A total of 1 274 548 nets were purchased over 2011‒2015: 509 333 (40%) long-lasting insecticidal nets and 765 215 (60%) insecticide-treated nets. There were decreases in the annual numbers of nets purchased each year from 2011 to 2014, and in the high-risk populations (i.e. living in counties with > one case per 1000 persons) covered by indoor residual spraying from 2011 to 2015 (Table 3). Of the total of 30 119 108 blood samples collected for testing 16 579 (0.06%) were positive for malaria parasites (Table 3).
The incidence of locally transmitted malaria has decreased in mainland China following the first five years of elimination efforts which began in May 2010. The geographical range of endemic areas with P. falciparum and P. vivax transmission has shrunk, with most counties having achieved their national malaria elimination programme goals by 2015. Malaria is on the verge of elimination in central China. This reduction corresponded with the implementation of the national malaria elimination programme and continuous investments from international and domestic funders to support diagnosis and treatment, indoor residual spraying and the distribution of insecticidal nets.11,33 This success could also be attributed, at least in part, to robust surveillance systems that rapidly detected and responded to individual cases.8 This study also suggests that the greatest threats to successful elimination efforts in China are residual malaria transmission in the regions with dominant vectors of An. minimus s.l. and An. dirus s.l.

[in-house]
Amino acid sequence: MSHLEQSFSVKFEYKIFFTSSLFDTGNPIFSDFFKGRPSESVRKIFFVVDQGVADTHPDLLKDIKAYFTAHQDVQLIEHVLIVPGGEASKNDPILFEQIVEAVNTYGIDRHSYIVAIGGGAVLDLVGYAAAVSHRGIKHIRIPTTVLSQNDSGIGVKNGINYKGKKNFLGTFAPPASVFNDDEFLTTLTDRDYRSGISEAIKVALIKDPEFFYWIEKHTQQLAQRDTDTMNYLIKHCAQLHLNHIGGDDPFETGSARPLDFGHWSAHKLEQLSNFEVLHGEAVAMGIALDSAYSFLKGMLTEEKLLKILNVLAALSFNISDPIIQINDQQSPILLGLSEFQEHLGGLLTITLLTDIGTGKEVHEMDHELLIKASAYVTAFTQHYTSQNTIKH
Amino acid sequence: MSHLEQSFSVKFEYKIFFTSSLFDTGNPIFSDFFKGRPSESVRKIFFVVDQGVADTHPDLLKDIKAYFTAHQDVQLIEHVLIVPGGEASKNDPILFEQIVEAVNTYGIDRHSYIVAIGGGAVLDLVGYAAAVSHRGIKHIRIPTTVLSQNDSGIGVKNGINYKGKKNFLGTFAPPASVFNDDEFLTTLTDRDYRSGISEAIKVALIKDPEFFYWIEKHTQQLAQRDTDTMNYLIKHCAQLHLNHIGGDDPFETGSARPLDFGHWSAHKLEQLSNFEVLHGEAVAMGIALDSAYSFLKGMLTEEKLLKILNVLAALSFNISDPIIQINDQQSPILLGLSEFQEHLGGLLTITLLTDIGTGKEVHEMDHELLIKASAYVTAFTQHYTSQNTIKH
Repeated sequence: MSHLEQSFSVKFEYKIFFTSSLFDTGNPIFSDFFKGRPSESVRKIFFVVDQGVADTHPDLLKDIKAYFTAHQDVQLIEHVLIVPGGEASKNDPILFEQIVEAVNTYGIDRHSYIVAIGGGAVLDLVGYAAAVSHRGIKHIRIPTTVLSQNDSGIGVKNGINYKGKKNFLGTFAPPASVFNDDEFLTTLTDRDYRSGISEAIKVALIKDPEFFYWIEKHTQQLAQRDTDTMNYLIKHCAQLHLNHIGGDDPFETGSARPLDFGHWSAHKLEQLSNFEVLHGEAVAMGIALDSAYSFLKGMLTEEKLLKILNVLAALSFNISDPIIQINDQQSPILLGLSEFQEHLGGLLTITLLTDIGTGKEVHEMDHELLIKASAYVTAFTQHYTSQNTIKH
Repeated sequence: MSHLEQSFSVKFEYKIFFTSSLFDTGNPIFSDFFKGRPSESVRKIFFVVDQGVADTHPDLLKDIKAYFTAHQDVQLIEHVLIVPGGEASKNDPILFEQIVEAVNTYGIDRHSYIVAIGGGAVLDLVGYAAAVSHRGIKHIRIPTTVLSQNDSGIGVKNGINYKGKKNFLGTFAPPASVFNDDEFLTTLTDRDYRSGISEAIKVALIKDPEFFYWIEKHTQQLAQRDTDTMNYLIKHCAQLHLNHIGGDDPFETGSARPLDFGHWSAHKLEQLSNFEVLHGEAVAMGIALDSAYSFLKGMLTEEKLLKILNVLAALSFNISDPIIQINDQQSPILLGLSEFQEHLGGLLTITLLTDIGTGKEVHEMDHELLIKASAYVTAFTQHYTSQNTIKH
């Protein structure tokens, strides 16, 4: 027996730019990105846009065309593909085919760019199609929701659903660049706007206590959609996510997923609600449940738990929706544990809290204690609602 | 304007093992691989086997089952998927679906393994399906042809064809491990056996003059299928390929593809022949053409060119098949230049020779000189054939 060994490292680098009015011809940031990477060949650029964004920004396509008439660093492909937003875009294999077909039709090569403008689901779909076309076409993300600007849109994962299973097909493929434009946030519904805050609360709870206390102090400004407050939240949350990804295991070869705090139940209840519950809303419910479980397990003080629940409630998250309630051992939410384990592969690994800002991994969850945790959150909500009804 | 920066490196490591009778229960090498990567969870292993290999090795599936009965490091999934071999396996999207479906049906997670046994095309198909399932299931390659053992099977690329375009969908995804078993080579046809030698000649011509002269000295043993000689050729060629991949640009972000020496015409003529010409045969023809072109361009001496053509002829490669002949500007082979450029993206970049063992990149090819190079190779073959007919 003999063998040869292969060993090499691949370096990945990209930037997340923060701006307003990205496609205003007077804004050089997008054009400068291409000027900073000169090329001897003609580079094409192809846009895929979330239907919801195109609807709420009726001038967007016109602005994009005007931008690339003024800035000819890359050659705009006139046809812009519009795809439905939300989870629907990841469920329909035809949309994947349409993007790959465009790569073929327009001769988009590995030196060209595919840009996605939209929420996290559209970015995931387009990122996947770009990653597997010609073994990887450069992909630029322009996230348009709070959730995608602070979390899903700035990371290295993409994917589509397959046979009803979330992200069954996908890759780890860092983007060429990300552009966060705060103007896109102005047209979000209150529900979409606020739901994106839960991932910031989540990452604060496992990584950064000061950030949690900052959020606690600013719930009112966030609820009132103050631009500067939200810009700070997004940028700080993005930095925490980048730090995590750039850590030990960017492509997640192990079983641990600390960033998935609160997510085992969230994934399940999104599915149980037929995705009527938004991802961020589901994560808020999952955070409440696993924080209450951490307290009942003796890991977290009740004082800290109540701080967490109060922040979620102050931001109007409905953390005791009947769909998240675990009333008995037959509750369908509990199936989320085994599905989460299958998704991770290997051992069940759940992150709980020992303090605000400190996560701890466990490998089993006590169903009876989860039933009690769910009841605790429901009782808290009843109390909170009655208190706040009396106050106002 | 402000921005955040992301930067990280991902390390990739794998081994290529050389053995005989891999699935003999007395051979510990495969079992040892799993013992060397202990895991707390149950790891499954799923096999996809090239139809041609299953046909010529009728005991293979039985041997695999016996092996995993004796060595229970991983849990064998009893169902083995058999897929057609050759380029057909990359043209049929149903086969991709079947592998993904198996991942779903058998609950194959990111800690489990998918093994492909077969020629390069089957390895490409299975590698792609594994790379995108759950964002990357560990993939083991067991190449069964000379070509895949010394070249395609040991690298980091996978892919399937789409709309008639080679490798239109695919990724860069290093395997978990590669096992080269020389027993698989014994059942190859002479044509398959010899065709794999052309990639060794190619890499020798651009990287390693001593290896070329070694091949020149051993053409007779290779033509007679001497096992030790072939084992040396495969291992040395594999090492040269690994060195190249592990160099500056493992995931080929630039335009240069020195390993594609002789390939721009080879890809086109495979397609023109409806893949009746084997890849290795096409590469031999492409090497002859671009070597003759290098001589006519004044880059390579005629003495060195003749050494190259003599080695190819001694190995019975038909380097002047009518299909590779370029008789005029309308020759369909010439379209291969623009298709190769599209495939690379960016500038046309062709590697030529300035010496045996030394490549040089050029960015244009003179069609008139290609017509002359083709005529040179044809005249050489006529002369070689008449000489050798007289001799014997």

In areas where malaria transmission has been interrupted, the challenge is to maintain malaria-free status and prevent reintroduction. In contrast, in areas with ongoing local transmission two main challenges exist. First is the higher malaria burden and lack of health care and malaria control services in the malaria-endemic areas of Myanmar and India which border China. Second is the importation of cases from mobile and migrant populations.34 A high incidence of clinical malaria has been reported from the villages in Yunnan along the border with Myanmar, and the risk increases closer to the international border.32,35–37 Malaria parasites could be carried across the borders by infected mosquitoes due to the very close proximity of villages along the border on both sides.35,36 Additionally, malaria importation from beyond neighbouring countries in Africa and south-east Asia also remains a challenge,38 because only a few countries in these regions are expected to eliminate malaria by 2020. Therefore, addressing cross-border malaria carried by travellers, especially Chinese migrant workers, to and from Africa and nearby countries in south-east Asia is crucial to eliminate malaria and maintain the gains that have been achieved by China so far.14,39–44
The cost per person at risk in China was low compared with other countries.17,23 Among 87 malaria-endemic countries that received financial support from international donors to control malaria from 2008 to 2012, China (with more than 56 million people living in endemic districts) ranked second in terms of the size of population at risk of malaria, but 82nd in terms of the amount of international funding invested per person.17,23
For the second half of the elimination programme and post-elimination era in China, the central and local governments will continue to fund malaria elimination activities and ensure that the universal coverage of interventions is maintained. Resurgence of malaria may occur if control and surveillance measures are scaled back too early following elimination; consistent financing is necessary to avoid this.5,45,46 Malaria elimination in China may be currently underfunded relative to the frequency of parasite importation and the size of the population living in areas at risk of malaria. Increased funding could be crucial for elimination efforts.